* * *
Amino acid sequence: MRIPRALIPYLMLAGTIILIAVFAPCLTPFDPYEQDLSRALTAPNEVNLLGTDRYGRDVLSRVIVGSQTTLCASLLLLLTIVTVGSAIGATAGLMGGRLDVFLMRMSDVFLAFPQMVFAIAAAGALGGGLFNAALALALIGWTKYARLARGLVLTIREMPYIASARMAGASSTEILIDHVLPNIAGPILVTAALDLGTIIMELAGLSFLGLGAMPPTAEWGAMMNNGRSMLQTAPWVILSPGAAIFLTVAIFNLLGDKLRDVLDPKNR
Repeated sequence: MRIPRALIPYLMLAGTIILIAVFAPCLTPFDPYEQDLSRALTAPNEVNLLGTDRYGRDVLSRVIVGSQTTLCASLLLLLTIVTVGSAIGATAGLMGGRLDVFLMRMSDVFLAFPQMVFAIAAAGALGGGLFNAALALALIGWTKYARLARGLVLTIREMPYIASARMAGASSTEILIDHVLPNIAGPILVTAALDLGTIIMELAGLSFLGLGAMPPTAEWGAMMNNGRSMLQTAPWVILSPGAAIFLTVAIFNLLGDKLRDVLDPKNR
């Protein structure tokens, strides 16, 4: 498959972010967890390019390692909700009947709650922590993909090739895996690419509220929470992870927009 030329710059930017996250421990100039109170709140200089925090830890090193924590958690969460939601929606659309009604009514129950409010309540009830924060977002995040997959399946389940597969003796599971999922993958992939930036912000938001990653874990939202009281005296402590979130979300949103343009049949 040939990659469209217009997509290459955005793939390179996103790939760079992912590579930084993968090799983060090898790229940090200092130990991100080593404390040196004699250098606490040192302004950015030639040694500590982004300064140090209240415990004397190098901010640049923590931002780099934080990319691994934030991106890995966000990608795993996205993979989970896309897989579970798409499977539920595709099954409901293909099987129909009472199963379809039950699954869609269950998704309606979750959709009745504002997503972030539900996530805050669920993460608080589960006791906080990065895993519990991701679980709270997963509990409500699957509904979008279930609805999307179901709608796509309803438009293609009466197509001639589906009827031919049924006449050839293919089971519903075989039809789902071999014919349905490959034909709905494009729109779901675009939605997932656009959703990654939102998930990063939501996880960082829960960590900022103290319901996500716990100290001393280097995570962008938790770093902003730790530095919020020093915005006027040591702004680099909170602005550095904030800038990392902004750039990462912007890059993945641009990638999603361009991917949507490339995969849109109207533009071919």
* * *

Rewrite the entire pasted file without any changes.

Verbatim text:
Amino acid sequence: MRIPRALIPYLMLAGTIILIAVFAPCLTPFDPYEQDLSRALTAPNEVNLLGTDRYGRDVLSRVIVGSQTTLCASLLLLLTIVTVGSAIGATAGLMGGRLDVFLMRMSDVFLAFPQMVFAIAAAGALGGGLFNAALALALIGWTKYARLARGLVLTIREMPYIASARMAGASSTEILIDHVLPNIAGPILVTAALDLGTIIMELAGLSFLGLGAMPPTAEWGAMMNNGRSMLQTAPWVILSPGAAIFLTVAIFNLLGDKLRDVLDPKNR
Repeated sequence: MRIPRALIPYLMLAGTIILIAVFAPCLTPFDPYEQDLSRALTAPNEVNLLGTDRYGRDVLSRVIVGSQTTLCASLLLLLTIVTVGSAIGATAGLMGGRLDVFLMRMSDVFLAFPQMVFAIAAAGALGGGLFNAALALALIGWTKYARLARGLVLTIREMPYIASARMAGASSTEILIDHVLPNIAGPILVTAALDLGTIIMELAGLSFLGLGAMPPTAEWGAMMNNGRSMLQTAPWVILSPGAAIFLTVAIFNLLGDKLRDVLDPKNR
């Protein structure tokens, strides 16, 4: 498959972010967890390019390692909700009947709650922590993909090739895996690419509220929470992870927009 030329710059930017996250421990100039109170709140200089925090830890090193924590958690969460939601929606659309009604009514129950409010309540009830924060977002995040997959399946389940597969003796599971999922993958992939930036912000938001990653874990939202009281005296402590979130979300949103343009049949 040939990659469209217009997509290459955005793939390179996103790939760079992912590579930084993968090799983060090898790229940090200092130990991100080593404390040196004699250098606490040192302004950015030639040694500590982004300064140090209240415990004397190098901010640049923590931002780099934080990319691994934030991106890995966000990608795993996205993979989970896309897989579970798409499977539920595709099954409901293909099987129909009472199963379809039950699954869609269950998704309606979750959709009745504002997503972030539900996530805050669920993460608080589960006791906080990065895993519990991701679980709270997963509990409500699957509904979008279930609805999307179901709608796509309803438009293609009466197509001639589906009827031919049924006449050839293919089971519903075989039809789902071999014919349905490959034909709905494009729109779901675009939605997932656009959703990654939102998930990063939501996880960082829960960590900022103290319901996500716990100290001393280097995570962008938790770093902003730790530095919020020093915005006027040591702004680099909170602005550095904030800038990392902004750039990462912007890059993945641009990638999603361009991917949507490339995969849109109207533009071919």